Istanbul spans a vast area, measuring 1,539 square km in total (594 square miles). Istanbul’s population density is significantly higher than Turkey’s, which is only 102 people per square km (2,523/sq mi). The European side of the city, as well as the southwest, west, and northwest, have the densest populations, while on the Asian side has the densest population.

MAPS OF ISTANBUL IN WESTERN SOURCES

  1. Maps are useful as historical records in addition to their artistic qualities. They provide details about the growth of the cities where we live and visual information about our cultural history.
  2. We must go back to the first quarter of the 15th century if we want to trace Istanbul’s history on maps. The perspective spatial map of (d. 1431), dated 1422, is the earliest known map of Istanbul.
  3.  He visited Constantinople at least twice, according to known facts. In an atlas titled Liber Insularum Archipelagi (Book of the Aegean Islands), which he dedicated to Cardinal Giardano Orsini, he compiled his sketches and notes. The book, whose original is lost, is available in a number of copies in libraries across Europe.

                                4 Interesting Facts about Istanbul

Istanbul | History, Population, Map & Facts

 

Discover 20 fascinating facts about Istanbul; we guarantee you won’t have known most of them and that you’ll find them amusing and surprising.Istanbul immediately conjures up images of opulent Oriental culture, fairytale-like architecture, exotic traditions, and the aroma of spices. For two thousand years, this crossroads of Western and Eastern culture has been one of the strongest and richest cities on Earth. Let us share some interesting facts about Istanbul, a city that is truly unique, with you because everything about it is fascinating.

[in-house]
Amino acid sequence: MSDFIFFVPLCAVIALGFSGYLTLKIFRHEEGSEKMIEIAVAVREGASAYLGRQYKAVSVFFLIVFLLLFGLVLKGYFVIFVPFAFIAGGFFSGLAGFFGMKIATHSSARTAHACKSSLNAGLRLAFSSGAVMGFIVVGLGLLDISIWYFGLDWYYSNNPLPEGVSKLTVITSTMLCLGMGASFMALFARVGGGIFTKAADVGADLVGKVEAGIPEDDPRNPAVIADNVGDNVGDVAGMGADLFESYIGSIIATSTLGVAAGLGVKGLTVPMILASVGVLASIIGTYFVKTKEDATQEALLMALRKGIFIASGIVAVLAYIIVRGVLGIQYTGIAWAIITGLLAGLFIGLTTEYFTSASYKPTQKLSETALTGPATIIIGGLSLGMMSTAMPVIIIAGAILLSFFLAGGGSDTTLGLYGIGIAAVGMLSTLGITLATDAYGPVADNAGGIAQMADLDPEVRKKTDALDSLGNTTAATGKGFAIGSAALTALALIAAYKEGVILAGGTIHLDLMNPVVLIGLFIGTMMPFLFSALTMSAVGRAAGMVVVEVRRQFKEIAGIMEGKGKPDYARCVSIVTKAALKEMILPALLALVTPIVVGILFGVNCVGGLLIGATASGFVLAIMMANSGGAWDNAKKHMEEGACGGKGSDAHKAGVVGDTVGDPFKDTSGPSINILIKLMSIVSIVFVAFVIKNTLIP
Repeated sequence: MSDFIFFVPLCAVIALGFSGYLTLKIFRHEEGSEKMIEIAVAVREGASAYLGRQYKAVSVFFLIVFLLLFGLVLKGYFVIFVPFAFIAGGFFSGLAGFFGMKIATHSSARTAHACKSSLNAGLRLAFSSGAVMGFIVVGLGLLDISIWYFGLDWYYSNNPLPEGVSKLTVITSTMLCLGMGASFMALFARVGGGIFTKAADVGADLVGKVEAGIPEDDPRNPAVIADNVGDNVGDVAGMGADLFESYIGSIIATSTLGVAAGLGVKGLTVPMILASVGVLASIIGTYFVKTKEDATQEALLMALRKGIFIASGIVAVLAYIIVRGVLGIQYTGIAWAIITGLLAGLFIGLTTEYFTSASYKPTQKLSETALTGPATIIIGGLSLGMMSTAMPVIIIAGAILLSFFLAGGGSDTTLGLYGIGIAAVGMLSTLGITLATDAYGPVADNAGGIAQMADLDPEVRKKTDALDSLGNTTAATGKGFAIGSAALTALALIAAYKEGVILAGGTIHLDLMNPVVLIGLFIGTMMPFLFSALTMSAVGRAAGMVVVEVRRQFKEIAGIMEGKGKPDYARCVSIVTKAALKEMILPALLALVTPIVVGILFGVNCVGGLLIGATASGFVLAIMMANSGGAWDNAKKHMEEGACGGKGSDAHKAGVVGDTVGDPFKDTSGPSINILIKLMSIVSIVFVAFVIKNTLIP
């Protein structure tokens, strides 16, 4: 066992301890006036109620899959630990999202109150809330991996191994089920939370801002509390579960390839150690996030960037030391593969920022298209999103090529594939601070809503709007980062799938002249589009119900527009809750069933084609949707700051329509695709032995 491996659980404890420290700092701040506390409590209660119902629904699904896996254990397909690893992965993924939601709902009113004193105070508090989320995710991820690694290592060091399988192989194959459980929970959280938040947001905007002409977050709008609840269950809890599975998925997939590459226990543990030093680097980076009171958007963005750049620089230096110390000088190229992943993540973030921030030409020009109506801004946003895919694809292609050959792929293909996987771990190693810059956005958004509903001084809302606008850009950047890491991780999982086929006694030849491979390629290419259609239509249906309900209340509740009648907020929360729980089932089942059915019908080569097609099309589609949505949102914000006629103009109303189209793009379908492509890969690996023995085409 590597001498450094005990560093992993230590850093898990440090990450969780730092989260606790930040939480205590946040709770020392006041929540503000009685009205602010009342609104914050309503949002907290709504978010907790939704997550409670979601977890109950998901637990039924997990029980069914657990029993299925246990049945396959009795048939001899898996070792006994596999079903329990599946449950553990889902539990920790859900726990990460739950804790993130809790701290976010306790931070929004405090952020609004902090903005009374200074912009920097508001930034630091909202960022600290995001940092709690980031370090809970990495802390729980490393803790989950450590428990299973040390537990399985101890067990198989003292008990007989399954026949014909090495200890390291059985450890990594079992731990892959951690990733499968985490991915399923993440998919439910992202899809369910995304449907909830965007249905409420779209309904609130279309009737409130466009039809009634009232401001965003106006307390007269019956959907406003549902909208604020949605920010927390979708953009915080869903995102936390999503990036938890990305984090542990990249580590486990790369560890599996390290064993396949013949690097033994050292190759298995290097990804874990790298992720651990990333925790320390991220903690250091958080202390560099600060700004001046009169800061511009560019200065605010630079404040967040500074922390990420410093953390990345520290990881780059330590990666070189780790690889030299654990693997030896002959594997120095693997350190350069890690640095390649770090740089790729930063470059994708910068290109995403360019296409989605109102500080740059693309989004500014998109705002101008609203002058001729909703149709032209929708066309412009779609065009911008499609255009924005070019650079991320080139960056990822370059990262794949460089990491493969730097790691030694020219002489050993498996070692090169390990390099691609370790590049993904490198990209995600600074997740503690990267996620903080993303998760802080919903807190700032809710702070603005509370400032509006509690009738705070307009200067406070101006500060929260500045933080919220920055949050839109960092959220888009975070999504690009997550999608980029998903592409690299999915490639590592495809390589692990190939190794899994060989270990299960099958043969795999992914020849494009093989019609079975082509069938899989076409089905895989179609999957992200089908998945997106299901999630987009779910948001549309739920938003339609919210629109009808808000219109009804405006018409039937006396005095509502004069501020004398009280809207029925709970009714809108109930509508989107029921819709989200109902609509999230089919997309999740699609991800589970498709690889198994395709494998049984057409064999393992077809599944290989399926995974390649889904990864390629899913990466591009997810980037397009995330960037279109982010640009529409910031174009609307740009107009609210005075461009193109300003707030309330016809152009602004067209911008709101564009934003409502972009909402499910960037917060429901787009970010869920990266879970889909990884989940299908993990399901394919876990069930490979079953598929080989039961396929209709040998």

One city, two continents

The only city in the world that is situated on two continents is Istanbul. The Bosphorus Strait, which connects the Black Sea and the Sea of Marmara, is what naturally separates Europe from Asia.

City of many names

A fun fact is that the Turkish post office stopped delivering mail with the address “Constantinople” because so many people continued to use the old name of the city. This forced people to start using the new name.

The surprising history of Hagia Sophia

We can surprise you with one of Istanbul’s peculiarities: Two Vikings wrote their names in the Runic alphabet on the Hagia Sophia wall in the ninth century, during the Byzantine era. You can still see the carved runes that they made. Therefore, the practice of vandals writing “I was here, John Smith 2019” on the walls of well-known locations is much older than you might have imagined.

Religions of Istanbul

Istanbul is a melting pot of various cultures, which also includes a variety of religions. Although Muslims now make up officially 99% of the city’s population, this wasn’t always the case. The city’s ethnic and religious makeup was extremely diverse throughout the Ottoman Empire. For instance, the 1914 census found that Jews and people of other religions made up about 35% of the population of Istanbul, with the majority being Greek and Armenian Orthodox Christians.

Five times a day, the city’s minarets call for prayer, like they do in every other country where Islam is practiced. You can also frequently see individuals praying on the streets or in other public locations.